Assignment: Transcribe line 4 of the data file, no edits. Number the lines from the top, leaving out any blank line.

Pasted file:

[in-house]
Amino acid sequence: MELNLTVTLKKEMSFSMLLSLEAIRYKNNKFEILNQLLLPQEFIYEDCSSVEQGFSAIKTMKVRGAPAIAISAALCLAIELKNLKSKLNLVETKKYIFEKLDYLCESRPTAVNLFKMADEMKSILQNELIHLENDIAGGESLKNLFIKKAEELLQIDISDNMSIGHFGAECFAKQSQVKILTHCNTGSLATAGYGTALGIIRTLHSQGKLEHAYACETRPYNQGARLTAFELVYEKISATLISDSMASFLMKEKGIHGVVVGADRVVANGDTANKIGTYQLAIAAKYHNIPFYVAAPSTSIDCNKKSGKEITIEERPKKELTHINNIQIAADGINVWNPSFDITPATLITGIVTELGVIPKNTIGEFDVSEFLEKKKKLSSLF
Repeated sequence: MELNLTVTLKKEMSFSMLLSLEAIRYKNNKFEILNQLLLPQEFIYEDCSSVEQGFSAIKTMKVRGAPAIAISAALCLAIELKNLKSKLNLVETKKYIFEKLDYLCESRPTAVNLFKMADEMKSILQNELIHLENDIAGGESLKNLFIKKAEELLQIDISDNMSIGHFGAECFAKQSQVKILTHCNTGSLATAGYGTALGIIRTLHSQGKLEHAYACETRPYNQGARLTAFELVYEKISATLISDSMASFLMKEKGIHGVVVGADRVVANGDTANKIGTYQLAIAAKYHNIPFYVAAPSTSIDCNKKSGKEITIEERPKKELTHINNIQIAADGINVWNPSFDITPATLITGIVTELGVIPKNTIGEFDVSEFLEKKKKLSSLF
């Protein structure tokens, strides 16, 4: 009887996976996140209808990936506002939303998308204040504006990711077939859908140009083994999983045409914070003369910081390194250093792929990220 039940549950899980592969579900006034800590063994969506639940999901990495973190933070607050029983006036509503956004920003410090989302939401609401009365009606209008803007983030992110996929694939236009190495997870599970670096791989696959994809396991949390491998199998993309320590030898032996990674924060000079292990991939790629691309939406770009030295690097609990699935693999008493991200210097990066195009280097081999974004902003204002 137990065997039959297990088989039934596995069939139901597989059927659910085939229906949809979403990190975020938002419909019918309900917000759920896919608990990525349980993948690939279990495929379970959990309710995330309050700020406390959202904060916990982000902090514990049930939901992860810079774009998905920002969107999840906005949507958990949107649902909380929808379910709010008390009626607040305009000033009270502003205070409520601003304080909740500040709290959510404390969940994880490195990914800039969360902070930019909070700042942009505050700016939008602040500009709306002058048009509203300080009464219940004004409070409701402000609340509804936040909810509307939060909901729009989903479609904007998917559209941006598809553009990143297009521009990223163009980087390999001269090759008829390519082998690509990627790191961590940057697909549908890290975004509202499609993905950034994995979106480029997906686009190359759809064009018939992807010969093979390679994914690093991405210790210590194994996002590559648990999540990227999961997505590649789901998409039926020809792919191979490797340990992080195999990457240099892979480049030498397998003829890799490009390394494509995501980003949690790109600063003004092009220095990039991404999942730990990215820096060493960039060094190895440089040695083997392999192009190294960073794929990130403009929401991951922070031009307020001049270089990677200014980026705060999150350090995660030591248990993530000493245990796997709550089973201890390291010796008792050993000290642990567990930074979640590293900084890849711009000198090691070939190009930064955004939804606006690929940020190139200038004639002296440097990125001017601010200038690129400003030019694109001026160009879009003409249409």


């Protein structure tokens, strides 16, 4: 009887996976996140209808990936506002939303998308204040504006990711077939859908140009083994999983045409914070003369910081390194250093792929990220 039940549950899980592969579900006034800590063994969506639940999901990495973190933070607050029983006036509503956004920003410090989302939401609401009365009606209008803007983030992110996929694939236009190495997870599970670096791989696959994809396991949390491998199998993309320590030898032996990674924060000079292990991939790629691309939406770009030295690097609990699935693999008493991200210097990066195009280097081999974004902003204002 137990065997039959297990088989039934596995069939139901597989059927659910085939229906949809979403990190975020938002419909019918309900917000759920896919608990990525349980993948690939279990495929379970959990309710995330309050700020406390959202904060916990982000902090514990049930939901992860810079774009998905920002969107999840906005949507958990949107649902909380929808379910709010008390009626607040305009000033009270502003205070409520601003304080909740500040709290959510404390969940994880490195990914800039969360902070930019909070700042942009505050700016939008602040500009709306002058048009509203300080009464219940004004409070409701402000609340509804936040909810509307939060909901729009989903479609904007998917559209941006598809553009990143297009521009990223163009980087390999001269090759008829390519082998690509990627790191961590940057697909549908890290975004509202499609993905950034994995979106480029997906686009190359759809064009018939992807010969093979390679994914690093991405210790210590194994996002590559648990999540990227999961997505590649789901998409039926020809792919191979490797340990992080195999990457240099892979480049030498397998003829890799490009390394494509995501980003949690790109600063003004092009220095990039991404999942730990990215820096060493960039060094190895440089040695083997392999192009190294960073794929990130403009929401991951922070031009307020001049270089990677200014980026705060999150350090995660030591248990993530000493245990796997709550089973201890390291010796008792050993000290642990567990930074979640590293900084890849711009000198090691070939190009930064955004939804606006690929940020190139200038004639002296440097990125001017601010200038690129400003030019694109001026160009879009003409249409």